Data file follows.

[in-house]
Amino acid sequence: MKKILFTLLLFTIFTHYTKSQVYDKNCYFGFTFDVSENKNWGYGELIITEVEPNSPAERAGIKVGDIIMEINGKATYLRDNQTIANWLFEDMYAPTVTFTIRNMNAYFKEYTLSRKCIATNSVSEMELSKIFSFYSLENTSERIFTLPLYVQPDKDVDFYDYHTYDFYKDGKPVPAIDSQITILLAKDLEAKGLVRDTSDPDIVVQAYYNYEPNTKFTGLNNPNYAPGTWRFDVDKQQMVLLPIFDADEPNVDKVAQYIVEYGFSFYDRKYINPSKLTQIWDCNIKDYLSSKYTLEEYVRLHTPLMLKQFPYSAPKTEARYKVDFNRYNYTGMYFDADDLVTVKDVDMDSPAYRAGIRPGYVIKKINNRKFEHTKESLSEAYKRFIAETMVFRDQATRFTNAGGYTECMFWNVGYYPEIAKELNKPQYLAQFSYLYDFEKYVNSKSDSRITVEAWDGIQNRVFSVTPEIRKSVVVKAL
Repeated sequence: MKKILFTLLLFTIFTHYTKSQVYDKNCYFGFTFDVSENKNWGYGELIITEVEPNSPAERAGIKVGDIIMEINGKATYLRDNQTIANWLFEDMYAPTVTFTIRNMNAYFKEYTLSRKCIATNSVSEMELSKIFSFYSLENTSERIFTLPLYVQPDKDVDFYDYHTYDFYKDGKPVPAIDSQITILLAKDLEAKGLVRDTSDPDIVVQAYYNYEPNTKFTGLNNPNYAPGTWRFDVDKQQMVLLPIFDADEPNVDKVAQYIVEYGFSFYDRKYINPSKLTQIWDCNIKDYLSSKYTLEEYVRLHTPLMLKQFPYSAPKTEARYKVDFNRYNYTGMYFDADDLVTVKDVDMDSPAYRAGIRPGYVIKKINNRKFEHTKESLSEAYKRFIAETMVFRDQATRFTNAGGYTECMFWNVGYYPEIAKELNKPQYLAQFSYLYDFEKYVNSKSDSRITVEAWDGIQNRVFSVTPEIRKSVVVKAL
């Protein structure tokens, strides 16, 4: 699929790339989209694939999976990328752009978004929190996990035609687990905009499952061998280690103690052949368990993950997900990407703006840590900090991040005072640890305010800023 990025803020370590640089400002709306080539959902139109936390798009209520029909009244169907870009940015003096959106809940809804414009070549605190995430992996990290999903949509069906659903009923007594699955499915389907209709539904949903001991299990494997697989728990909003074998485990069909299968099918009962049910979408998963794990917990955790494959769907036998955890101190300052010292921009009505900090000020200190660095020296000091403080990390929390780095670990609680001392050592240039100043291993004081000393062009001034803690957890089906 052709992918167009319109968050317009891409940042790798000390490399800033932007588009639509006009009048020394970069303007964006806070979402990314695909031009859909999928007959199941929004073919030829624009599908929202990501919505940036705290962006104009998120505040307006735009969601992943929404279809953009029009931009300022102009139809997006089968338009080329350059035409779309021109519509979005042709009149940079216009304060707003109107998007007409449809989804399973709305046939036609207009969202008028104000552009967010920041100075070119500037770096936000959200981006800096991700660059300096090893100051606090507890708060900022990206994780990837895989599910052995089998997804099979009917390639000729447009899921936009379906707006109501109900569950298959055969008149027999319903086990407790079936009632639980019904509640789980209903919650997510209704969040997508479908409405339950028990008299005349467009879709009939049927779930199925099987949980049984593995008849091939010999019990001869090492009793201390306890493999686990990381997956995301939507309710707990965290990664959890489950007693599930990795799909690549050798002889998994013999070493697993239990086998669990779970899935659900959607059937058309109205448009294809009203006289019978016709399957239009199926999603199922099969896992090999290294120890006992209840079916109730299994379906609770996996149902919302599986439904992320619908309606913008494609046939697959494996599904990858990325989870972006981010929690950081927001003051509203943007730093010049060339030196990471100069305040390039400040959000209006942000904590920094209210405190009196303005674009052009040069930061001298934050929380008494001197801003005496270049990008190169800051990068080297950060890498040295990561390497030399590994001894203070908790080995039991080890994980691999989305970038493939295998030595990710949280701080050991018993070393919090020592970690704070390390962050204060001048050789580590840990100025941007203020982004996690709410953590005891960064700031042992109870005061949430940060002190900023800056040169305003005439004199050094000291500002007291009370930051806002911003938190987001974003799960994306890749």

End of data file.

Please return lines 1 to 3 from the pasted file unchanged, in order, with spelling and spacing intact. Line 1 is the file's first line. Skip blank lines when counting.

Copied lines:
[in-house]
Amino acid sequence: MKKILFTLLLFTIFTHYTKSQVYDKNCYFGFTFDVSENKNWGYGELIITEVEPNSPAERAGIKVGDIIMEINGKATYLRDNQTIANWLFEDMYAPTVTFTIRNMNAYFKEYTLSRKCIATNSVSEMELSKIFSFYSLENTSERIFTLPLYVQPDKDVDFYDYHTYDFYKDGKPVPAIDSQITILLAKDLEAKGLVRDTSDPDIVVQAYYNYEPNTKFTGLNNPNYAPGTWRFDVDKQQMVLLPIFDADEPNVDKVAQYIVEYGFSFYDRKYINPSKLTQIWDCNIKDYLSSKYTLEEYVRLHTPLMLKQFPYSAPKTEARYKVDFNRYNYTGMYFDADDLVTVKDVDMDSPAYRAGIRPGYVIKKINNRKFEHTKESLSEAYKRFIAETMVFRDQATRFTNAGGYTECMFWNVGYYPEIAKELNKPQYLAQFSYLYDFEKYVNSKSDSRITVEAWDGIQNRVFSVTPEIRKSVVVKAL
Repeated sequence: MKKILFTLLLFTIFTHYTKSQVYDKNCYFGFTFDVSENKNWGYGELIITEVEPNSPAERAGIKVGDIIMEINGKATYLRDNQTIANWLFEDMYAPTVTFTIRNMNAYFKEYTLSRKCIATNSVSEMELSKIFSFYSLENTSERIFTLPLYVQPDKDVDFYDYHTYDFYKDGKPVPAIDSQITILLAKDLEAKGLVRDTSDPDIVVQAYYNYEPNTKFTGLNNPNYAPGTWRFDVDKQQMVLLPIFDADEPNVDKVAQYIVEYGFSFYDRKYINPSKLTQIWDCNIKDYLSSKYTLEEYVRLHTPLMLKQFPYSAPKTEARYKVDFNRYNYTGMYFDADDLVTVKDVDMDSPAYRAGIRPGYVIKKINNRKFEHTKESLSEAYKRFIAETMVFRDQATRFTNAGGYTECMFWNVGYYPEIAKELNKPQYLAQFSYLYDFEKYVNSKSDSRITVEAWDGIQNRVFSVTPEIRKSVVVKAL